In case of any clarification regarding action taken on such representations under the RTI Act, the EAC prescribed that a standard reply — “action has been taken in accordance with the decisions taken in the 1st meeting of the EAC for River Valley and HEP on 30.12.2016” — should suffice.

“It was also felt that many of the objections raised are repetitive. Many such kind of representations have an anti-development attitude so that the projects are kept on hold or delayed. This has financial implications to the developers in particular and to the nation in general,” the EAC noted.

The committee emphasised that relevant ministries scrutinised every aspect of a project and proposed it for final appraisal only when all details were in place. If not satisfied that public consultation had been completed properly, the EAC said it could ask the project promoter to do the needful. The committee also made allowance for representations with “new points” and “grave consequences” on which comments from project proponents could be sought.

Environmental activists, however, pointed out the impracticality of the contention that representations should be restricted to the 30-day public consultation window.

“Public hearing is limited to only the state where a project is located. But many projects impact larger populations. For example, downstream impact of hydel projects in Arunachal Pradesh on Assam. Moreover, public hearings are seldom publicised widely or conducted fairly. If a submission has no merit, the EAC can record it as such but there is no justification for barring it altogether,” said Neeraj Wagholikar of Pune-based Kalpavriksh Environment Action Group.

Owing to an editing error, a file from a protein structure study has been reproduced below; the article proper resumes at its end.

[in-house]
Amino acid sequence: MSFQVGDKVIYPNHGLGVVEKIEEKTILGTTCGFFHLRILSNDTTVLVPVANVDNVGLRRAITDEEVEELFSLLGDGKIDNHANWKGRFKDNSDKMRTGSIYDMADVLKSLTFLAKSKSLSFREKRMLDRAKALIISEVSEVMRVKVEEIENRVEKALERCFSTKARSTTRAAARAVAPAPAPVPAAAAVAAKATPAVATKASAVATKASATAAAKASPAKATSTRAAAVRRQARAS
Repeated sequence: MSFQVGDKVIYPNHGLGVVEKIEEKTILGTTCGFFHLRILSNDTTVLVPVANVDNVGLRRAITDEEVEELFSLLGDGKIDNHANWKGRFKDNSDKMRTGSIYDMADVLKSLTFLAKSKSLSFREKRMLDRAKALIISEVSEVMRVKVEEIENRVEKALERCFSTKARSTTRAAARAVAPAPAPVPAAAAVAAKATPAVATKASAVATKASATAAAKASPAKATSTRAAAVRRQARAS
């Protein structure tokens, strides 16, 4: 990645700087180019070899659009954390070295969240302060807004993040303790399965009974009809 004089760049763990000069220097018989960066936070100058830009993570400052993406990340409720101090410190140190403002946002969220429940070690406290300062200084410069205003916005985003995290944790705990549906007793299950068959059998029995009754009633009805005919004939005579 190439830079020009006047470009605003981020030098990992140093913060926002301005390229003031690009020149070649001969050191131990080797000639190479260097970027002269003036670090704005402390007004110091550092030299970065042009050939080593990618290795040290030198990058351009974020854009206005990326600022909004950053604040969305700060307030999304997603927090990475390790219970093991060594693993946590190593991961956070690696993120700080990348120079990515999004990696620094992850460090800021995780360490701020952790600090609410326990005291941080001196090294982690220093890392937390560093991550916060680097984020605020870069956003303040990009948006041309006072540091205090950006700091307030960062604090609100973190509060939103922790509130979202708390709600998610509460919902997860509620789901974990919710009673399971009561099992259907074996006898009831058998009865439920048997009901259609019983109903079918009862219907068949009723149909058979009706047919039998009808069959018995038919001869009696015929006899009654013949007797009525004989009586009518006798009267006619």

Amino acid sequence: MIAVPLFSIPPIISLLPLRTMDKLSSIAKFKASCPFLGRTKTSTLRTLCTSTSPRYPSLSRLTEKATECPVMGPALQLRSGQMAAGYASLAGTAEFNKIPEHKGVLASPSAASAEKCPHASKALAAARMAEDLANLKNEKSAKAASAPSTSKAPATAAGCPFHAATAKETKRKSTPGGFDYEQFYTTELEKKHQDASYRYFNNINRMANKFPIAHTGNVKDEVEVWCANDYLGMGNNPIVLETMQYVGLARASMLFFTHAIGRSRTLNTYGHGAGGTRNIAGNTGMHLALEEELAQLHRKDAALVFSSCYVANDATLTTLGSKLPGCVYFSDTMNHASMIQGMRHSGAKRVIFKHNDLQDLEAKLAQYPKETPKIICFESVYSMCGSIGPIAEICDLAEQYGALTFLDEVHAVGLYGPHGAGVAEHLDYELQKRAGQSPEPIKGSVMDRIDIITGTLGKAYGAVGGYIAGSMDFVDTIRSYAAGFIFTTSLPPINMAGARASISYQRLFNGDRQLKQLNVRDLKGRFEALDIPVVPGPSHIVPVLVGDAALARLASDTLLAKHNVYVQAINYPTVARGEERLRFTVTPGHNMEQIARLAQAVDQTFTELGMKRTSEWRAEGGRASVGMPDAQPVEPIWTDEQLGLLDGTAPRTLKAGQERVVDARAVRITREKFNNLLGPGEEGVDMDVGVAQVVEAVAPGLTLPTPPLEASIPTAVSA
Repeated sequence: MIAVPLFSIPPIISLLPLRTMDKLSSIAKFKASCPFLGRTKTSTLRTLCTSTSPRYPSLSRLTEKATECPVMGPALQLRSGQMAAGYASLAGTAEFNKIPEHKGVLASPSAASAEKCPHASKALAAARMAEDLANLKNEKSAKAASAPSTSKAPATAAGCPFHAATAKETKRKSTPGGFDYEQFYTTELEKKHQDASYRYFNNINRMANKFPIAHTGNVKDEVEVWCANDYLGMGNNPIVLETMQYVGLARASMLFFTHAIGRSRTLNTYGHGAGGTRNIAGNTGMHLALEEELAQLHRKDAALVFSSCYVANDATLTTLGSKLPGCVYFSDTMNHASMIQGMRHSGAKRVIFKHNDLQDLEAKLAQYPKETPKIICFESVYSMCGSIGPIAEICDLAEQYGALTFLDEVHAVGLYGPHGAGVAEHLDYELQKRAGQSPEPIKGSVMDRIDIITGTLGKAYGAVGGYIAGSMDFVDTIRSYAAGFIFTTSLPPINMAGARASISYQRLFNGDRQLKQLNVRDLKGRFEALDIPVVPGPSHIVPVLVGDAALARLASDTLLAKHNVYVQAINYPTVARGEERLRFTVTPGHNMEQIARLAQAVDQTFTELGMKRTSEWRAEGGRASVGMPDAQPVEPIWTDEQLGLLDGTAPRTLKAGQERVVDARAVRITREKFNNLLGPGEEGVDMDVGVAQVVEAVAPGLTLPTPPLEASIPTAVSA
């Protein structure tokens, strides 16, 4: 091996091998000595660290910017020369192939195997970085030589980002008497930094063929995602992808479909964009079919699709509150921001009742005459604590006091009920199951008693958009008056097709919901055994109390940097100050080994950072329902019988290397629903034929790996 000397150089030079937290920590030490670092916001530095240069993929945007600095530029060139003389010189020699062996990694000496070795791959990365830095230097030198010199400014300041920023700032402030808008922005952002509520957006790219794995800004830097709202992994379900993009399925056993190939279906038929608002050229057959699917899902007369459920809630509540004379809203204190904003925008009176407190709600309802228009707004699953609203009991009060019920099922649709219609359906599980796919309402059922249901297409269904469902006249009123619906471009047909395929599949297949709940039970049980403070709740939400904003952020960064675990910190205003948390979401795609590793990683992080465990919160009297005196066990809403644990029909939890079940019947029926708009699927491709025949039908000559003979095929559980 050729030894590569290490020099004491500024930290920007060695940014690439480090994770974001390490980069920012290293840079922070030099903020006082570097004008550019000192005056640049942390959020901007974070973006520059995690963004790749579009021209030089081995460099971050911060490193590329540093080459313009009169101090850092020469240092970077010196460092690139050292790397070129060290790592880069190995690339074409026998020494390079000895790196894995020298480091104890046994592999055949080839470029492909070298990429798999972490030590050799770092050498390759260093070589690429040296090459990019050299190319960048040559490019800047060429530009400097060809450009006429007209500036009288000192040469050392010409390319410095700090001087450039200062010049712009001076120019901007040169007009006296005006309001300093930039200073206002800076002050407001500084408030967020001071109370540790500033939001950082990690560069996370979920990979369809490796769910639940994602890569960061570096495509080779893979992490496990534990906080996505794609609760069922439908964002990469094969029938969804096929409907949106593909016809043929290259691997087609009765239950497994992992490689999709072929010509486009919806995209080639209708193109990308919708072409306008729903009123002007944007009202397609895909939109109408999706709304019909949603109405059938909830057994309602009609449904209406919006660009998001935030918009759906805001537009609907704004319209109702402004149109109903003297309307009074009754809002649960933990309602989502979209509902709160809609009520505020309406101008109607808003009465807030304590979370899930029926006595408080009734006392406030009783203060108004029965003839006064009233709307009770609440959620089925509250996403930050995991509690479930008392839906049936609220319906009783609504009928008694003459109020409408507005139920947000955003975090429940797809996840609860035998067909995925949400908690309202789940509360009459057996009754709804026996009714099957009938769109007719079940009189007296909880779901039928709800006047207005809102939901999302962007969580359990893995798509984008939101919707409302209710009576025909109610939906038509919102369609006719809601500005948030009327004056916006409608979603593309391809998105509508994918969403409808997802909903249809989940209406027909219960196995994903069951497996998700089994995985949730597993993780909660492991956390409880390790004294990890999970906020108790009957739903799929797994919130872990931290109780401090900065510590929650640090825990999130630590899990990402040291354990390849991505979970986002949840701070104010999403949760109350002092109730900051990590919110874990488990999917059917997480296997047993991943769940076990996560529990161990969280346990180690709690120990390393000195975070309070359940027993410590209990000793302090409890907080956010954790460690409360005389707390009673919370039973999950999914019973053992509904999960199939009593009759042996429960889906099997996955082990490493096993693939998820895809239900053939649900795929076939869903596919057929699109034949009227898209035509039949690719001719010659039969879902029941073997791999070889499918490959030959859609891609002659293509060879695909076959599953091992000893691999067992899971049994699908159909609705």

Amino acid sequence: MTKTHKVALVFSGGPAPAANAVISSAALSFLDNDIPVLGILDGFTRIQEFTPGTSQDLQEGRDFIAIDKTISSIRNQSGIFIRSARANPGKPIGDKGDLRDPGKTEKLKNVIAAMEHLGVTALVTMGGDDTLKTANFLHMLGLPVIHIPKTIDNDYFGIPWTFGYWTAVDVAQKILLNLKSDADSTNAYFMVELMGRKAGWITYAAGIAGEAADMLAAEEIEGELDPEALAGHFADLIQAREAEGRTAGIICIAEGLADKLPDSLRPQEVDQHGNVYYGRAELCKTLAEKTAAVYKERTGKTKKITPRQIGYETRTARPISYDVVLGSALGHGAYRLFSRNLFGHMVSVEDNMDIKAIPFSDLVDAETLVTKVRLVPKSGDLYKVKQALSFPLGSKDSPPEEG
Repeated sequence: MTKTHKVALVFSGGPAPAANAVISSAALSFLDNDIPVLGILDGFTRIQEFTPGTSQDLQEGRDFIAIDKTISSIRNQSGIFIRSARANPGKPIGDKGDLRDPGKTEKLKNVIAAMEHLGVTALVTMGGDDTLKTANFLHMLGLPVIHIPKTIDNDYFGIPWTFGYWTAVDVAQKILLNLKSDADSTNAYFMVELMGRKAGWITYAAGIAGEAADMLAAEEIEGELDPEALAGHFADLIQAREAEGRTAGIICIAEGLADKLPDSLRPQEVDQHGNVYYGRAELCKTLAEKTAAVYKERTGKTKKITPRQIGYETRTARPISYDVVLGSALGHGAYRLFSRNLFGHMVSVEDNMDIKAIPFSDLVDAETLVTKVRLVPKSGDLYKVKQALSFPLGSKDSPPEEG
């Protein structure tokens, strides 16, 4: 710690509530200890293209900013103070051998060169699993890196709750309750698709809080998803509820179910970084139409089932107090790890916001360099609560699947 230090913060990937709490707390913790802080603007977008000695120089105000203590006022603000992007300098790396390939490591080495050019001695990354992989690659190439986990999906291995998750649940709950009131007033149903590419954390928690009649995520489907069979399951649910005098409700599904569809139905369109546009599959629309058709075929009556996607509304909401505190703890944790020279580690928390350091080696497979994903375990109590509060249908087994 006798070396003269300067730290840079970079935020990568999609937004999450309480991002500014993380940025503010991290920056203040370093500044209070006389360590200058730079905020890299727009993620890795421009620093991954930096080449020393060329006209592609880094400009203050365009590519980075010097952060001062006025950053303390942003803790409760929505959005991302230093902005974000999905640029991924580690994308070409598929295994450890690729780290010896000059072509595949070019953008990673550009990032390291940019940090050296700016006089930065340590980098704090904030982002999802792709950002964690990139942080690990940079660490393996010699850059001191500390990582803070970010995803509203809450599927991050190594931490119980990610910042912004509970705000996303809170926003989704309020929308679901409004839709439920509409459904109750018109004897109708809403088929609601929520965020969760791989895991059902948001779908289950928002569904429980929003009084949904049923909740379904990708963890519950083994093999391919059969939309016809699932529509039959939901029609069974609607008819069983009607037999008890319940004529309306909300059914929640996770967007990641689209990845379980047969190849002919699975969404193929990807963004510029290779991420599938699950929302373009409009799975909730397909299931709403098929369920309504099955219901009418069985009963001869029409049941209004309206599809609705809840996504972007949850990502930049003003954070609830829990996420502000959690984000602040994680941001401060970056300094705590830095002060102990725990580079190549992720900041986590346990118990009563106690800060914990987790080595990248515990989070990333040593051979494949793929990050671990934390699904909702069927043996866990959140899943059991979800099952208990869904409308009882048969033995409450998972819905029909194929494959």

Environmental lawyer Ritwik Dutta argued that expert appraisal committees rarely scrutinise proceedings of public hearings. “The EIA notification of 2006 requires that public hearings be video recorded. The purpose is that the members of the EAC view the video and form an opinion. But there is hardly any time for that in the rapid appraisal mode necessary for bulk clearance of projects,” he said.

In the landmark November 2009 judgment in Utkarsh Mandal vs Union Of India, the Delhi High Court observed: “The unseemly rush to grant environmental clearances should not be at the cost of the environment itself. The spirit of the EAC has to be respected. We do not see how more than five applications for EIA clearance can be taken up for consideration at a single meeting of the EAC. This is another matter which deserves serious consideration at the hands of MoEF.”

The EAC considered 13 projects in its December 30 meeting and cleared eight of them.

Ken-Betwa project on linking rivers cleared for environmental nod

The ambitious project requires diversion of 5,258 hectares of forest land, including 4,141 hectares of the Panna reserve, and was cleared by the standing committee of the National Board for Wildlife (NBWL) last August.

THE RS 10,000-crore Ken-Betwa river-linking project has got the go-ahead for environment clearance. The nod comes even as the project is being examined by the Supreme Court’s Central Empowered Committee (CEC) for adequacy of mitigative measures against its adverse impact on the Panna tiger reserve in Madhya Pradesh.

The ambitious project requires diversion of 5,258 hectares of forest land, including 4,141 hectares of the Panna reserve, and was cleared by the standing committee of the National Board for Wildlife (NBWL) last August. On December 30, the Environment Ministry’s Expert Appraisal Committee (EAC) for river valley and hydel projects recommended the project for environment clearance.

The CEC, meanwhile, had informed the Ministry in a letter on December 2 that it “would like to examine this (Ken-Betwa) proposal from the point of adequacy of mitigative measures against the adverse impacts of the project on the ecological integrity of Panna Tiger Reserve and particularly the riverine eco-system”.

The Ministry responded to the CEC’s request to make available relevant papers and reports related to the project only last week, after the project was cleared by the EAC. The CEC can approach the Supreme Court, if it feels aggrieved by a decision of the the NBWL panel.

The minutes of the December 30 EAC meeting note that the “consensus” at an internal meeting of the ministry on November 30 was to delink the landscape management plan (LMP) for the project-affected tiger habitat from the perspective of environmental clearance.